On the day of the chosen restoration, the patient self-administered one of his own implants at 5pm.  He reported that by 7pm he felt very much better; this was not obvious to those around him at that time, but certainly by the next morning, he awoke “as himself”, his old amiable character had returned, and he was back to his usual behaviour and emotions.  It only took one implant to restore his old gut flora’s status quo and leave him feeling like normal once again.  The other of his implants remain in the Ultra Low laboratory freezer and at temperatures of -80°C, they will be good for several years in case they are needed.

A young mother-to-be (29) was planning a natural birth for her first baby and had organised a home delivery with carefully chosen midwives to attend her.  All through the pregnancy she had carefully nurtured her gut microbiome to maximise the precious microbial gift to her new-born during delivery.  She ate well and with huge diversity and believed that her gut flora was in the best of conditions.  The labour started normally at home and she was confident that her birth plan would give her infant the best start in life that she could offer.  Unfortunately, the baby was lying in a difficult position and her head was not engaged in exactly the right trajectory.  Labour was long and difficult and by supreme effort on the part of the mother, the baby was delivered normally but causing a 2nd degree tear in the delicate membranes of her vagina and vulva.  The attending midwives stitched her a little over-enthusiastically and within a few hours it was obvious that surgery was needed to rectify the tear and the stitches.

Upon admission to hospital the young mother was kept nil-by-mouth whist surgery was organised and was told she would have IV antibiotics to ward off possible infection from the surgical procedures.  This would have put antibiotics in the colostrum and early breast milk that the infant was taking and would have knocked back the delicate microbiome that the baby was beginning to colonise from her mother.  It looked quite alarming for the family, who prized the health of the microbiome highly.  It was not possible for the mother to produce a stool which could have been banked – she was pretty much empty of food having laboured for the whole of the previous day and been nil-by-mouth for this second day, so there was no stool forthcoming which could have been harvested.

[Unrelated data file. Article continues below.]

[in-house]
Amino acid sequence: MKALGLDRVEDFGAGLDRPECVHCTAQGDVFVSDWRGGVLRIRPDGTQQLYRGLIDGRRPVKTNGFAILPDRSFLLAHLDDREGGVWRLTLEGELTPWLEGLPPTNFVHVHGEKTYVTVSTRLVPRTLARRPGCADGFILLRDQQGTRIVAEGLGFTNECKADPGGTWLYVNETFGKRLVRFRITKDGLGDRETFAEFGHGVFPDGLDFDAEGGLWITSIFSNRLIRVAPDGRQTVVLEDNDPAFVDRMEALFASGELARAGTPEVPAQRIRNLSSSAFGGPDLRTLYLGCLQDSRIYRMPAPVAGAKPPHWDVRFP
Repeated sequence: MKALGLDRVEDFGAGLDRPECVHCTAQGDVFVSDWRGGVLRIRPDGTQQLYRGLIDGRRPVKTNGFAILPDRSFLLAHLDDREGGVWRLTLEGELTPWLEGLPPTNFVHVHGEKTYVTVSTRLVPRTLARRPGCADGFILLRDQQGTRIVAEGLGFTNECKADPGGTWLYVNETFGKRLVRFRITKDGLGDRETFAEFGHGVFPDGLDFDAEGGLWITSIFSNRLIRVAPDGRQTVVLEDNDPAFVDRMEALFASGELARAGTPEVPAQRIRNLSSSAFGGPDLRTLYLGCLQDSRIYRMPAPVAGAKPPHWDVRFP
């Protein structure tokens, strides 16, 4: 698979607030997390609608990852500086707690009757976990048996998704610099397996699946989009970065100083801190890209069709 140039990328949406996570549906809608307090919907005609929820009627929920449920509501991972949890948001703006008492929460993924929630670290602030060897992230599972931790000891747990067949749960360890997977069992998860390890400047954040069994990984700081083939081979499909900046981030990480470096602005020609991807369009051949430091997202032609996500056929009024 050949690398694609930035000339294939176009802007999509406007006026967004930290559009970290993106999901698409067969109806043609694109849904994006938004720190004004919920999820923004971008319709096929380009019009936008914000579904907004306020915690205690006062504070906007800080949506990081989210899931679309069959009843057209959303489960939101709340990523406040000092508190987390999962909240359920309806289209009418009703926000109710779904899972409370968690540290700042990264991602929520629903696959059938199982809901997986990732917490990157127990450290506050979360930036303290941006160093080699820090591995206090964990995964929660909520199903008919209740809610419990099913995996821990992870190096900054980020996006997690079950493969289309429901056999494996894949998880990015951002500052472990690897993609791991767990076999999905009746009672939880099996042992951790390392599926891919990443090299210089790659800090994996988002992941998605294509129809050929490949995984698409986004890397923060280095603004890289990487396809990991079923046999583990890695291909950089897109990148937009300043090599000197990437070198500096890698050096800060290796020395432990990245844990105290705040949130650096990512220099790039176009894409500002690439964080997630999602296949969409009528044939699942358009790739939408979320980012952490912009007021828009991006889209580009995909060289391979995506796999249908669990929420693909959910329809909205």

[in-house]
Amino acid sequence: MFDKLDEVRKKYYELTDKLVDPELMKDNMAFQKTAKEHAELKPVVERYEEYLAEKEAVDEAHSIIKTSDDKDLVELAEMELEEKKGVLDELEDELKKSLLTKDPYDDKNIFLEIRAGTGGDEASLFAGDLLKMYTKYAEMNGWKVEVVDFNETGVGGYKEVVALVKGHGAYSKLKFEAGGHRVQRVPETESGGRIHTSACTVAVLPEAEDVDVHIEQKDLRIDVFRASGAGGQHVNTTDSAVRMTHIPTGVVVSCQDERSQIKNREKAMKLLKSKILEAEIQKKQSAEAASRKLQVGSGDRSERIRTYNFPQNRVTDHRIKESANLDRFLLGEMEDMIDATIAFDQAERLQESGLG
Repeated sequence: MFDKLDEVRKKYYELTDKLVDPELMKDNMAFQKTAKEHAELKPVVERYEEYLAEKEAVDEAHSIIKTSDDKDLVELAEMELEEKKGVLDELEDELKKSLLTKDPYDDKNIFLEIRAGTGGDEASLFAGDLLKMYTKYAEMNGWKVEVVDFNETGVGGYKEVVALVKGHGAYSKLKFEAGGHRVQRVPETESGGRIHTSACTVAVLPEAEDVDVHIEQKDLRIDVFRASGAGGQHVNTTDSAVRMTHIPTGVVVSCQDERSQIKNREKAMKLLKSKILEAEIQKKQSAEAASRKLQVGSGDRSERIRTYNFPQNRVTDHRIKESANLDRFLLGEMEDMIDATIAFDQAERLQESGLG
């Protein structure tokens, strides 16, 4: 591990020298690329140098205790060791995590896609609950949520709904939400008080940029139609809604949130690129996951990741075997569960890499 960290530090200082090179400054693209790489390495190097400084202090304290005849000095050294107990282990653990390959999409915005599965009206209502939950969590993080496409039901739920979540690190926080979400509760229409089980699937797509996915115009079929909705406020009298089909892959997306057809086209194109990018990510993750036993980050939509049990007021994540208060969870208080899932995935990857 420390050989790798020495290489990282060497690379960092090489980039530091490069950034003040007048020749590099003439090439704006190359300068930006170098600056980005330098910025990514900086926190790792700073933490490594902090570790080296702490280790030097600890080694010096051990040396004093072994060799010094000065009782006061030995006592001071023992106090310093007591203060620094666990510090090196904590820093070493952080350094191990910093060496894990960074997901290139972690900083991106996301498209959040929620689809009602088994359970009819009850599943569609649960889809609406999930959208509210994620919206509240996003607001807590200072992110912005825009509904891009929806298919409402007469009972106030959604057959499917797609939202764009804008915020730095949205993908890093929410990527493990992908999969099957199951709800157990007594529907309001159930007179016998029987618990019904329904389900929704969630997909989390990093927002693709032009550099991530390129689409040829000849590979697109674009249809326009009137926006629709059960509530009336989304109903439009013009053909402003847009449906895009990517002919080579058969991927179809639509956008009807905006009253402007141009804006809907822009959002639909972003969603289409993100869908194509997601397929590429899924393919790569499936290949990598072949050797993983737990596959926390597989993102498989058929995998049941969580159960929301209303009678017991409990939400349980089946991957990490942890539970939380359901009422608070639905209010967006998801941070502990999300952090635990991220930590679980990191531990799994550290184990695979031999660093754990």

Happily, the surgeon found that only minimal suture correction was needed, and the IV antibiotic was cancelled.  The family heaved a huge sigh of relief – but quickly banked a stool sample at the next opportunity as insurance for the future.

Had the mother banked stool and had implants frozen for her (AGFR), she could have approached the surgery and antibiotics with confidence knowing that she could restore her gut flora with a single implant following the surgery and IV drugs.

The moral to this story is that when planning a birth, AGFR would be a good precaution to take just in case the birth does not go according to plan.  A lot of them don’t, but AGFR would give you the peace of mind that whatever drugs are required, for whatever reason, the collateral damage could be reversed with AGFR.

Please contact the clinic for further information.


References:

  1. Suez, J. et al. (2018). Post-Antibiotic Gut Mucosal Microbiome Reconstitution Is Impaired by Probiotics and Improved by Autologous FMT. Cell, 174(6), pp.1406-1423.e16.
  2. Mohty, M. et al. (2017). Prevention of Dysbiosis Complications with Autologous Fecal Microbiota Transplantation (auto-FMT) in Acute Myeloid Leukemia (AML) Patients Undergoing Intensive Treatment (ODYSSEE study): First Results of a Prospective Multicenter Trial. Blood, 130, pp.2624.
  3. Taur, Y et al. (2018). Reconstitution of the gut microbiota of antibiotic-treated patients by autologous fecal microbiota transplant. Science Translational Medicine, Sep 26;10(460).